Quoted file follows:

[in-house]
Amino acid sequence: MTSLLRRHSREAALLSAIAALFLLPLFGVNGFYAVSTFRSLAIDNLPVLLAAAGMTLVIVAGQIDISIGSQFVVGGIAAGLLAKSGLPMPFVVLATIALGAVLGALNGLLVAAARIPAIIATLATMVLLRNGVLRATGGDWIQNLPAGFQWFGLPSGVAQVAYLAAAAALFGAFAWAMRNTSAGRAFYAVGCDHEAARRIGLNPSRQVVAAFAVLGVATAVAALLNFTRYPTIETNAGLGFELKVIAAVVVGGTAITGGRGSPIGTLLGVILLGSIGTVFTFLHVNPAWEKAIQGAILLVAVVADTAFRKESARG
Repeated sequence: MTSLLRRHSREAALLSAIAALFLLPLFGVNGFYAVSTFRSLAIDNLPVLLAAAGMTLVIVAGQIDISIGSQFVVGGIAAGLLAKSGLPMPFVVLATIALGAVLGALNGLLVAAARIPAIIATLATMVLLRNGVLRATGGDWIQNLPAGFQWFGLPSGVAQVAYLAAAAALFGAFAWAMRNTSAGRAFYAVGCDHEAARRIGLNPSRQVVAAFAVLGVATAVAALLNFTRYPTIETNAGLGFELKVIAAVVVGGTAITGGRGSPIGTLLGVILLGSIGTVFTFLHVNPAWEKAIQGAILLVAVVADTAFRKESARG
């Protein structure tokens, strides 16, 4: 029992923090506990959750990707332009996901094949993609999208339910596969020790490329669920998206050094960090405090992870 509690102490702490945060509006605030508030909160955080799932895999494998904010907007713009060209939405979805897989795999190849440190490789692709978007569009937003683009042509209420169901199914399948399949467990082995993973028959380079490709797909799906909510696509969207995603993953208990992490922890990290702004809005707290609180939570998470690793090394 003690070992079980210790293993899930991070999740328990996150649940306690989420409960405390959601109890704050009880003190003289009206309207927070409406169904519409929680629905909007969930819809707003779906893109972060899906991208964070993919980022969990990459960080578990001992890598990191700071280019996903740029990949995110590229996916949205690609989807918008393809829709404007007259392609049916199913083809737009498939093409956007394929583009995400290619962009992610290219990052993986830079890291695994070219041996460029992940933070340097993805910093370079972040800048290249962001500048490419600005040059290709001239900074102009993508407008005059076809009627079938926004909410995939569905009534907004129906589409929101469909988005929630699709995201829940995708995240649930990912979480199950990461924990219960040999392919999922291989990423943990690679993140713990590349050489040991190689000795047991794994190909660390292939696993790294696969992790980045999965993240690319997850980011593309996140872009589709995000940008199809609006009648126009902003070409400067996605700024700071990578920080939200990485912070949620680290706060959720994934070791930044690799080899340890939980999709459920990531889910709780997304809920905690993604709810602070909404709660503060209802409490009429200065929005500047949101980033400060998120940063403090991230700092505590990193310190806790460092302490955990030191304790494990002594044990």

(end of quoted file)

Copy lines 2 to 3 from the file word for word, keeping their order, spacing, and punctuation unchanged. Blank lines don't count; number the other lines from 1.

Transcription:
Amino acid sequence: MTSLLRRHSREAALLSAIAALFLLPLFGVNGFYAVSTFRSLAIDNLPVLLAAAGMTLVIVAGQIDISIGSQFVVGGIAAGLLAKSGLPMPFVVLATIALGAVLGALNGLLVAAARIPAIIATLATMVLLRNGVLRATGGDWIQNLPAGFQWFGLPSGVAQVAYLAAAAALFGAFAWAMRNTSAGRAFYAVGCDHEAARRIGLNPSRQVVAAFAVLGVATAVAALLNFTRYPTIETNAGLGFELKVIAAVVVGGTAITGGRGSPIGTLLGVILLGSIGTVFTFLHVNPAWEKAIQGAILLVAVVADTAFRKESARG
Repeated sequence: MTSLLRRHSREAALLSAIAALFLLPLFGVNGFYAVSTFRSLAIDNLPVLLAAAGMTLVIVAGQIDISIGSQFVVGGIAAGLLAKSGLPMPFVVLATIALGAVLGALNGLLVAAARIPAIIATLATMVLLRNGVLRATGGDWIQNLPAGFQWFGLPSGVAQVAYLAAAAALFGAFAWAMRNTSAGRAFYAVGCDHEAARRIGLNPSRQVVAAFAVLGVATAVAALLNFTRYPTIETNAGLGFELKVIAAVVVGGTAITGGRGSPIGTLLGVILLGSIGTVFTFLHVNPAWEKAIQGAILLVAVVADTAFRKESARG